With Patient Engagement, Start out on the Right Foot

Until recently, patients have faced significant challenges when engaging with their providers outside of in-person visits or hospital stays. Regular, daily dialogue between patient and provider was cumbersome and inconsistent for both parties.

Today, patient engagement solutions abound. Providers find that using new technologies to facilitate regular communication with patients is not only elevating the quality of care, but reducing inefficiencies in its delivery.

While a growing number of providers are implementing new software to extend their engagement with patients, others are still considering how best to get started, and how to identify which solution will work for their organization. 

The real starting point

When determining how, why and when to implement new software for communicating with patients, providers must first identify any resources that are being underutilized in their organizations. In most cases, the patient is that resource.

Many software solutions enable healthcare facilities to more easily disseminate information to patients before and after their actual episode of care. But how do care teams know that their messages are being received? If the patient engagement solution is merely a tool to broadcast information to patients, how do the organizations using them know that these communications really improve patient adherence, cut costs or boost patient satisfaction scores?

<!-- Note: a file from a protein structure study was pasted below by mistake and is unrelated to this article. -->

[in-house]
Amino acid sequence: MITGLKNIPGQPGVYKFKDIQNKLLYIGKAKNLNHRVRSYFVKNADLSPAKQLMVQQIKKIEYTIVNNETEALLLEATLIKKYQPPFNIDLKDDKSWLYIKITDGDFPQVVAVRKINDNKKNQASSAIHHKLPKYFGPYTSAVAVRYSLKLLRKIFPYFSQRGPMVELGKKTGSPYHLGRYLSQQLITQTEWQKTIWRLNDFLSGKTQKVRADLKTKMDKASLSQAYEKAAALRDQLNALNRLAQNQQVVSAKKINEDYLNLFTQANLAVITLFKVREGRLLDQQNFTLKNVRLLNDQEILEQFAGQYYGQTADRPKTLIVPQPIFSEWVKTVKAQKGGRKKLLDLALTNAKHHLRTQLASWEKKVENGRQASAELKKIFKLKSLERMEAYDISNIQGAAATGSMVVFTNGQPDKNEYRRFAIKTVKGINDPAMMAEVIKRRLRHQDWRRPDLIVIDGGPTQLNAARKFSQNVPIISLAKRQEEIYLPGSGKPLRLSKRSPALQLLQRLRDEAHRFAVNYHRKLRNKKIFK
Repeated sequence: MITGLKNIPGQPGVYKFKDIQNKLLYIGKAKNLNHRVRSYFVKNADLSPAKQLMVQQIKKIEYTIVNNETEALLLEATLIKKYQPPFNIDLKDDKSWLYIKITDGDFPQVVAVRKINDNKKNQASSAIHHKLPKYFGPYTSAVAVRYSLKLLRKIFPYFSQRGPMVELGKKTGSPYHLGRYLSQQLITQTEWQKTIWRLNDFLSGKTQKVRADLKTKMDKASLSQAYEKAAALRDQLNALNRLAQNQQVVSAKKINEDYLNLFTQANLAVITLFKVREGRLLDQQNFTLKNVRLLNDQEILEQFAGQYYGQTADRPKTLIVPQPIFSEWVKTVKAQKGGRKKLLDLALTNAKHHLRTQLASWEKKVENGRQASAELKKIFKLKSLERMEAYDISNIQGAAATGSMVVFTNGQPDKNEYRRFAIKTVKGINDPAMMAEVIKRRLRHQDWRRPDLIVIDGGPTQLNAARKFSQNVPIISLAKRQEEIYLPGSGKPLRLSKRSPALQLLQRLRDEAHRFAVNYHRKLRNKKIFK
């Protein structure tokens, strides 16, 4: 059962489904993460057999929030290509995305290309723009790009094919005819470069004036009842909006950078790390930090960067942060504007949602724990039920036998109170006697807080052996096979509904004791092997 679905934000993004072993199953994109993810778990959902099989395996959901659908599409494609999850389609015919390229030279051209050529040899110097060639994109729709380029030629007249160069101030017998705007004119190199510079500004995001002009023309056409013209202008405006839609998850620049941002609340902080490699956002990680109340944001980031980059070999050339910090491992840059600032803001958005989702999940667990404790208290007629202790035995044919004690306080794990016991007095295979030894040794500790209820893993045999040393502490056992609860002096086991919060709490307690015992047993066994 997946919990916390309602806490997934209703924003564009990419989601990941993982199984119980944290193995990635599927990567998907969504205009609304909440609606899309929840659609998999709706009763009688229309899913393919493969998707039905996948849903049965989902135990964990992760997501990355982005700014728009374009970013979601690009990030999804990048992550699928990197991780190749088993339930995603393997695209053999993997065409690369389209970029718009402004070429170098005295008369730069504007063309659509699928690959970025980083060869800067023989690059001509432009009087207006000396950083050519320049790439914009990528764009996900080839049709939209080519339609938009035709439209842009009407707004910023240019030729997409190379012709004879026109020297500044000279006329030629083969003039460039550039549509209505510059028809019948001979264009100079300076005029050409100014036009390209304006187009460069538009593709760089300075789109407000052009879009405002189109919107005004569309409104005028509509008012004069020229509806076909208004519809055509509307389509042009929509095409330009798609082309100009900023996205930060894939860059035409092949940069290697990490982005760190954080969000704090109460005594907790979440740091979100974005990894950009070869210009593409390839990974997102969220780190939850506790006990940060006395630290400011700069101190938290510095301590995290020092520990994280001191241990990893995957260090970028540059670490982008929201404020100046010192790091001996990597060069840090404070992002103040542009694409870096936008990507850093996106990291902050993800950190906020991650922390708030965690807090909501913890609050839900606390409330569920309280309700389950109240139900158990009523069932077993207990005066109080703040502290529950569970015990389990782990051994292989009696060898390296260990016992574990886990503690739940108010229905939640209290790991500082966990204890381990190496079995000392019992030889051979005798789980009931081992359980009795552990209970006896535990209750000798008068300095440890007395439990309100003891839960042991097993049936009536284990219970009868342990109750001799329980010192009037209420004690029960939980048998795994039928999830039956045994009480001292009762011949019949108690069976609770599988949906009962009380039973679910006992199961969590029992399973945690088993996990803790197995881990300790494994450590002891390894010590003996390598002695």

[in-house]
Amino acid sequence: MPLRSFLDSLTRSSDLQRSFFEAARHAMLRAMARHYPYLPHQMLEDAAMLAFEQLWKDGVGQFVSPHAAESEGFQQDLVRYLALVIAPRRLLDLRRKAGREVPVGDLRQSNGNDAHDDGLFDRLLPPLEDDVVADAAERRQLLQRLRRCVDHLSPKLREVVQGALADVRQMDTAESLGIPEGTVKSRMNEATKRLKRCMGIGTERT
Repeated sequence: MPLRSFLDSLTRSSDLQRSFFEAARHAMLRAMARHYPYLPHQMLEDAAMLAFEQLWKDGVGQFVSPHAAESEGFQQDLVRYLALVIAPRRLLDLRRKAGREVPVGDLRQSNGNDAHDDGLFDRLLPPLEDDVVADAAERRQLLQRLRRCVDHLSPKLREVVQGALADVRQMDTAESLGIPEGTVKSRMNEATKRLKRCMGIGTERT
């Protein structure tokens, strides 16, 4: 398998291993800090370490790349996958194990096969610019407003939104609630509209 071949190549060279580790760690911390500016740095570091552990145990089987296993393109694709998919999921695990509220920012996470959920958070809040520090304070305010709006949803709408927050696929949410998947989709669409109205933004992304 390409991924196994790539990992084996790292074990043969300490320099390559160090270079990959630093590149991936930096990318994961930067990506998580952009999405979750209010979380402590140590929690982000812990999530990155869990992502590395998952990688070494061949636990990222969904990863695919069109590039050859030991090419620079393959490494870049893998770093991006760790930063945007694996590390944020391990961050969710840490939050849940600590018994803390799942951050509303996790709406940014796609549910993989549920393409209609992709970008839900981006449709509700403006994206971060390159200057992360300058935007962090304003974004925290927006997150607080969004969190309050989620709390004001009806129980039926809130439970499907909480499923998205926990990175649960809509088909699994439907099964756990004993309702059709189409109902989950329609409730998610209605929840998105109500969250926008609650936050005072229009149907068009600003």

Understand that patient engagement is a two-way conversation, just as any dialogue must be. Providers should not only seek out an easy way to provide information to patients; they should also look for solutions that give the patient a voice. The solution that makes it easier to listen to patients is the one that will lead to better outcomes.

Today’s patient is connected, informed and empowered. This is not limited to certain patient groups, or patients in certain parts of the country. This is true of all patients, regardless of demographics or health conditions.

The patient wants to be heard. If your organization wants better outcomes, better patient satisfaction and a better return on investment, the patient will be your starting point.

Setting clear goals and measuring progress